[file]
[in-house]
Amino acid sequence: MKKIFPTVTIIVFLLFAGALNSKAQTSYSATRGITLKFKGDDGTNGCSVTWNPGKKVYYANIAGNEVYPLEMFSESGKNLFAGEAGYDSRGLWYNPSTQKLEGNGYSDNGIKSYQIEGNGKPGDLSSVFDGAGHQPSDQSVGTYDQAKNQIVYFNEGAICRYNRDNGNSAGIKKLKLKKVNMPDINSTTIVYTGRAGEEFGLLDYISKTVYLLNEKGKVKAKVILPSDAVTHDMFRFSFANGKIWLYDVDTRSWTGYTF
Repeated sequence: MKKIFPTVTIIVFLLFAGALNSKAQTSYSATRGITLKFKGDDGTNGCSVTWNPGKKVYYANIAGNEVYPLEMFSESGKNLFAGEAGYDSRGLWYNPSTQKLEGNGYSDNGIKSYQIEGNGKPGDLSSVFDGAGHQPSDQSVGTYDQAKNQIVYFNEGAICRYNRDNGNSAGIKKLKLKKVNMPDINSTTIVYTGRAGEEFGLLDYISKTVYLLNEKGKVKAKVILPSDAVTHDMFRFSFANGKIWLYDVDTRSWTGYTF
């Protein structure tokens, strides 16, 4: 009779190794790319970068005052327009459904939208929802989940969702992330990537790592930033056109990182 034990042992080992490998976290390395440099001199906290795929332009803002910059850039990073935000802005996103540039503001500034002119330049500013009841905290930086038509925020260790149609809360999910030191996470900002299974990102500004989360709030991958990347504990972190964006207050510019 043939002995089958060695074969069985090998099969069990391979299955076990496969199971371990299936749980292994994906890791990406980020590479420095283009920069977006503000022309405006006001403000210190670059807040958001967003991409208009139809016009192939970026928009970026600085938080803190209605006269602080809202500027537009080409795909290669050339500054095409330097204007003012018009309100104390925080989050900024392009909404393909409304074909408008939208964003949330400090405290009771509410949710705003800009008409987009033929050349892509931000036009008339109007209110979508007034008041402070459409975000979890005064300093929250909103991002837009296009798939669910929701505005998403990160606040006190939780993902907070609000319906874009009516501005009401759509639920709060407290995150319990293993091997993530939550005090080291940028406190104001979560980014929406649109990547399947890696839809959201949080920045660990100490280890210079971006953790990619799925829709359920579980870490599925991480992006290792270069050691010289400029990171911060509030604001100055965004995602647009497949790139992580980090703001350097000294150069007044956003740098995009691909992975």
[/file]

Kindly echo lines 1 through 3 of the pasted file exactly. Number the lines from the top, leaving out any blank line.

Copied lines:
[in-house]
Amino acid sequence: MKKIFPTVTIIVFLLFAGALNSKAQTSYSATRGITLKFKGDDGTNGCSVTWNPGKKVYYANIAGNEVYPLEMFSESGKNLFAGEAGYDSRGLWYNPSTQKLEGNGYSDNGIKSYQIEGNGKPGDLSSVFDGAGHQPSDQSVGTYDQAKNQIVYFNEGAICRYNRDNGNSAGIKKLKLKKVNMPDINSTTIVYTGRAGEEFGLLDYISKTVYLLNEKGKVKAKVILPSDAVTHDMFRFSFANGKIWLYDVDTRSWTGYTF
Repeated sequence: MKKIFPTVTIIVFLLFAGALNSKAQTSYSATRGITLKFKGDDGTNGCSVTWNPGKKVYYANIAGNEVYPLEMFSESGKNLFAGEAGYDSRGLWYNPSTQKLEGNGYSDNGIKSYQIEGNGKPGDLSSVFDGAGHQPSDQSVGTYDQAKNQIVYFNEGAICRYNRDNGNSAGIKKLKLKKVNMPDINSTTIVYTGRAGEEFGLLDYISKTVYLLNEKGKVKAKVILPSDAVTHDMFRFSFANGKIWLYDVDTRSWTGYTF